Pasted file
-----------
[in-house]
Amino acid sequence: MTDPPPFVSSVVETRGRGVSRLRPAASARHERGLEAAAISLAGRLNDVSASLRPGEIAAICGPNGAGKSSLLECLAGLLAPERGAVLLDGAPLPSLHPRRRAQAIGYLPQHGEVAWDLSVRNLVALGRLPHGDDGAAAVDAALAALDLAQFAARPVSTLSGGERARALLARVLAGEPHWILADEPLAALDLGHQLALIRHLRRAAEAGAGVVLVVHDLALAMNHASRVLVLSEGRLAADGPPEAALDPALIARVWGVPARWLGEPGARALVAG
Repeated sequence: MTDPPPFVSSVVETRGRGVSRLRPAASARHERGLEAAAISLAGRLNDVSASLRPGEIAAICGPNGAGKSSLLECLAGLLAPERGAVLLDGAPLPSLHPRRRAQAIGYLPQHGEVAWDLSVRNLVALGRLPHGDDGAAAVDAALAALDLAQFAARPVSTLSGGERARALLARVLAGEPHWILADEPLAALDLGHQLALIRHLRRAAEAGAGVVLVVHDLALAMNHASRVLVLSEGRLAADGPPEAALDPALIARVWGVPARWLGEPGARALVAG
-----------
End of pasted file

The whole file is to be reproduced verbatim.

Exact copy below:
[in-house]
Amino acid sequence: MTDPPPFVSSVVETRGRGVSRLRPAASARHERGLEAAAISLAGRLNDVSASLRPGEIAAICGPNGAGKSSLLECLAGLLAPERGAVLLDGAPLPSLHPRRRAQAIGYLPQHGEVAWDLSVRNLVALGRLPHGDDGAAAVDAALAALDLAQFAARPVSTLSGGERARALLARVLAGEPHWILADEPLAALDLGHQLALIRHLRRAAEAGAGVVLVVHDLALAMNHASRVLVLSEGRLAADGPPEAALDPALIARVWGVPARWLGEPGARALVAG
Repeated sequence: MTDPPPFVSSVVETRGRGVSRLRPAASARHERGLEAAAISLAGRLNDVSASLRPGEIAAICGPNGAGKSSLLECLAGLLAPERGAVLLDGAPLPSLHPRRRAQAIGYLPQHGEVAWDLSVRNLVALGRLPHGDDGAAAVDAALAALDLAQFAARPVSTLSGGERARALLARVLAGEPHWILADEPLAALDLGHQLALIRHLRRAAEAGAGVVLVVHDLALAMNHASRVLVLSEGRLAADGPPEAALDPALIARVWGVPARWLGEPGARALVAG